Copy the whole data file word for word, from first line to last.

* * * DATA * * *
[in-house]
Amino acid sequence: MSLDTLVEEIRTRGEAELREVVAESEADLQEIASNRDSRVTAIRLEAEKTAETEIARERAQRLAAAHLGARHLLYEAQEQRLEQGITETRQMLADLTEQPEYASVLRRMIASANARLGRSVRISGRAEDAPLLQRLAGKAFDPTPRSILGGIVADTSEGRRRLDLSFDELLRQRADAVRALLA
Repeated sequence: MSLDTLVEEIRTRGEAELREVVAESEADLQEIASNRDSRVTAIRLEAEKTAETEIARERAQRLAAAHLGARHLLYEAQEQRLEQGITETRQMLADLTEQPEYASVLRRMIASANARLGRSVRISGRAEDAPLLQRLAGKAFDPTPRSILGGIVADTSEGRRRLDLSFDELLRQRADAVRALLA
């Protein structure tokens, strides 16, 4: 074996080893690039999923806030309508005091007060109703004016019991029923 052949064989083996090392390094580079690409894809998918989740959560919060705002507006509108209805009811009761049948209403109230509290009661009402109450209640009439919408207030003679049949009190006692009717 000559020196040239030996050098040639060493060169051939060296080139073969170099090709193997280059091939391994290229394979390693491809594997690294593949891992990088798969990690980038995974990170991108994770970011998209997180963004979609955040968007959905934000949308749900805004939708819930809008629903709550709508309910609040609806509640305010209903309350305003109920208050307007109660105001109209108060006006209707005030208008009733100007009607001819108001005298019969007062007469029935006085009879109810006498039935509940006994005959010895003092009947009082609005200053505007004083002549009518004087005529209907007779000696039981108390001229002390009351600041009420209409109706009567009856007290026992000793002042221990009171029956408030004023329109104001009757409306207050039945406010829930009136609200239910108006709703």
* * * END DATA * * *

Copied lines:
[in-house]
Amino acid sequence: MSLDTLVEEIRTRGEAELREVVAESEADLQEIASNRDSRVTAIRLEAEKTAETEIARERAQRLAAAHLGARHLLYEAQEQRLEQGITETRQMLADLTEQPEYASVLRRMIASANARLGRSVRISGRAEDAPLLQRLAGKAFDPTPRSILGGIVADTSEGRRRLDLSFDELLRQRADAVRALLA
Repeated sequence: MSLDTLVEEIRTRGEAELREVVAESEADLQEIASNRDSRVTAIRLEAEKTAETEIARERAQRLAAAHLGARHLLYEAQEQRLEQGITETRQMLADLTEQPEYASVLRRMIASANARLGRSVRISGRAEDAPLLQRLAGKAFDPTPRSILGGIVADTSEGRRRLDLSFDELLRQRADAVRALLA
């Protein structure tokens, strides 16, 4: 074996080893690039999923806030309508005091007060109703004016019991029923 052949064989083996090392390094580079690409894809998918989740959560919060705002507006509108209805009811009761049948209403109230509290009661009402109450209640009439919408207030003679049949009190006692009717 000559020196040239030996050098040639060493060169051939060296080139073969170099090709193997280059091939391994290229394979390693491809594997690294593949891992990088798969990690980038995974990170991108994770970011998209997180963004979609955040968007959905934000949308749900805004939708819930809008629903709550709508309910609040609806509640305010209903309350305003109920208050307007109660105001109209108060006006209707005030208008009733100007009607001819108001005298019969007062007469029935006085009879109810006498039935509940006994005959010895003092009947009082609005200053505007004083002549009518004087005529209907007779000696039981108390001229002390009351600041009420209409109706009567009856007290026992000793002042221990009171029956408030004023329109104001009757409306207050039945406010829930009136609200239910108006709703």